Three-quarters of the way through the novel I’ve always thought is Camus’ finest, its two main protagonists go for a swim after dark in the waters beyond the harbour of their coastal city, which is in the grip of bubonic plague. The city is Oran, in north-west Algeria; the date is sometime in the 1940s. The plague, which gives the novel its name, has sealed Oran off from the outside world. The Mediterranean water into which the men plunge breathes like a fur-covered animal, Camus tells us. In it is stored the warmth of the day just ended. The two men, Dr Bernard Rieux and Jean Tarrou, both prominent in the fight against the plague, are knowingly breaking the curfew by slipping past the guards they themselves have helped set up, and heading for the sea. They’re not acting out of defiance of the authorities, but to enjoy for a moment what it is they are trying to re-establish: moral and physical well-being. What, they ask as they swim alongside each other under the stars, is the point of fighting for something that can’t be enjoyed?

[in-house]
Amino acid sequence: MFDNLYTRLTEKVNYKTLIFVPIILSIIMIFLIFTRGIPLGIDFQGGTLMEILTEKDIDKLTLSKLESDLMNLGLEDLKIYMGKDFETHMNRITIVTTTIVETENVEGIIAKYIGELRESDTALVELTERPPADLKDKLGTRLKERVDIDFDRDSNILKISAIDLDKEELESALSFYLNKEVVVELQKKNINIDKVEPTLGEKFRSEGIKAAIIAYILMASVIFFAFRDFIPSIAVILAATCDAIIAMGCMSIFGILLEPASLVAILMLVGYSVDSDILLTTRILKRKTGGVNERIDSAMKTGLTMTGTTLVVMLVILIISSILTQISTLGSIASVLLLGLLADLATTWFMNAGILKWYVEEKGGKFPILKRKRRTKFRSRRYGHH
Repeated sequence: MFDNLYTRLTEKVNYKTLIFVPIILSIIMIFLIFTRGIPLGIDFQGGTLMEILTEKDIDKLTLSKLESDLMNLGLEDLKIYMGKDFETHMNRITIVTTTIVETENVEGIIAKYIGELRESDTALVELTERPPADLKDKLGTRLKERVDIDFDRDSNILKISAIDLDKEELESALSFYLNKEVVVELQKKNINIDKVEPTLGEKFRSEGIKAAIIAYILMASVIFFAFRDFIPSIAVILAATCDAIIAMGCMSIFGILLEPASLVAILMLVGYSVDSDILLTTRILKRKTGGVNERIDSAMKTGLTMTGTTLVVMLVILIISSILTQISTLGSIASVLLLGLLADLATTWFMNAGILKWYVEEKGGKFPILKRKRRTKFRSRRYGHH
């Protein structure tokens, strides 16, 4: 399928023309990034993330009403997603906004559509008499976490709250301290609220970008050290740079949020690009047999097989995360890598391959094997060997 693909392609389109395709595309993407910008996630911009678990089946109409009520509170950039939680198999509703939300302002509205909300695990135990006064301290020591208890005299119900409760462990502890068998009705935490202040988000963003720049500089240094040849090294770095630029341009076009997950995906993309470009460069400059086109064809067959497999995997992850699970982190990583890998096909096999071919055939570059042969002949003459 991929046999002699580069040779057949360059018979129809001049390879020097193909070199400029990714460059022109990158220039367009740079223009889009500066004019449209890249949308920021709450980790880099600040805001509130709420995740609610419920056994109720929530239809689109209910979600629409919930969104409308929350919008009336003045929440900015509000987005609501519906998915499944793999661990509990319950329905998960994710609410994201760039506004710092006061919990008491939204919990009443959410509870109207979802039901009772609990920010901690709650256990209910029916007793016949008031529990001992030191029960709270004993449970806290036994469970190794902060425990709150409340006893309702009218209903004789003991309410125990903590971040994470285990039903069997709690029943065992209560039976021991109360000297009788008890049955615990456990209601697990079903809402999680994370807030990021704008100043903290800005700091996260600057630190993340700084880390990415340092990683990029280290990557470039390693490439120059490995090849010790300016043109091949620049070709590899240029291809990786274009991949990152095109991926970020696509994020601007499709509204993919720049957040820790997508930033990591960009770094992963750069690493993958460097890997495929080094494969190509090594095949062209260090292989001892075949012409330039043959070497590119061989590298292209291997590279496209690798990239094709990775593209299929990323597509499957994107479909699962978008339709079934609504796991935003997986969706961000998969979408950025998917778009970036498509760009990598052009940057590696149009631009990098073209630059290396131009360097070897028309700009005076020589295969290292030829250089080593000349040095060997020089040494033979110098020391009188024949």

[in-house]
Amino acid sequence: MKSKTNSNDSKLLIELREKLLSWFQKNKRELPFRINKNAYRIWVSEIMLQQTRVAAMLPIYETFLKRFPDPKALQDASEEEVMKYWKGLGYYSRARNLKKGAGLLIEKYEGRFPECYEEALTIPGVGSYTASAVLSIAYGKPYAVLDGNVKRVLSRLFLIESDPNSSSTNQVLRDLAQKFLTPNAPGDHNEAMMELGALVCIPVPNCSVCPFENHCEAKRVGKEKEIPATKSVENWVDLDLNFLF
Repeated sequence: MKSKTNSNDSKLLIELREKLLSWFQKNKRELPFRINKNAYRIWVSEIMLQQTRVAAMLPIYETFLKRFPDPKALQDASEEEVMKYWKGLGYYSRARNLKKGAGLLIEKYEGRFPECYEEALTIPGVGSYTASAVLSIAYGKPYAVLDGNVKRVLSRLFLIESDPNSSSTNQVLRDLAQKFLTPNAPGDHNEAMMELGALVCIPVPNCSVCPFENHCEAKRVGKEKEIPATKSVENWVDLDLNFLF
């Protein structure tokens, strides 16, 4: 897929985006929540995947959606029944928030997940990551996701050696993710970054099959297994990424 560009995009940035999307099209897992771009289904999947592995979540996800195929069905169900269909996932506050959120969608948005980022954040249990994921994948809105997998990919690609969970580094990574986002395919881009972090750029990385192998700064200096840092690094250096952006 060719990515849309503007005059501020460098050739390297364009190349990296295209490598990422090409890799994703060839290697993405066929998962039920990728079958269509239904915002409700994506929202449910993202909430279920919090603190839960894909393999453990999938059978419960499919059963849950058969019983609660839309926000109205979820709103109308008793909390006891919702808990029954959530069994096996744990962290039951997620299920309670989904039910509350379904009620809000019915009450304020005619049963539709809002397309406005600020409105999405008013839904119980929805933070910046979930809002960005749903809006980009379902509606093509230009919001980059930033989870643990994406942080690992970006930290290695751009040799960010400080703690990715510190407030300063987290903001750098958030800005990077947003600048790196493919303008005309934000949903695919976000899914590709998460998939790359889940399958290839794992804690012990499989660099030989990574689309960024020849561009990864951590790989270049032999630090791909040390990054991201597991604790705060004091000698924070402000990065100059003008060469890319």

Whenever I think of The Plague (1947), it’s this swim that first comes to mind. It’s a high point in the novel, the only moment of escape from the living entombment inside Oran. Rieux and Tarrou are powerful literary creations, fully fleshed out, complex. They’re no saints, but two individuals doing their best to live by what Abraham Lincoln called ‘the better angels of our nature’. And it’s because of well-rounded characterization – of good people such as Rieux and Tarrou but also of others who can’t live by Lincoln’s angels, or choose not to – that I’ve always found The Plague the most rewarding of Camus’ novels, the most human and the most forgiving.
I first encountered it at school. It was a set text on my French A-level syllabus. By way of preparation, our teacher – my own father, as it happened – introduced us first to Camus the man of ideas. As my father presented them, these
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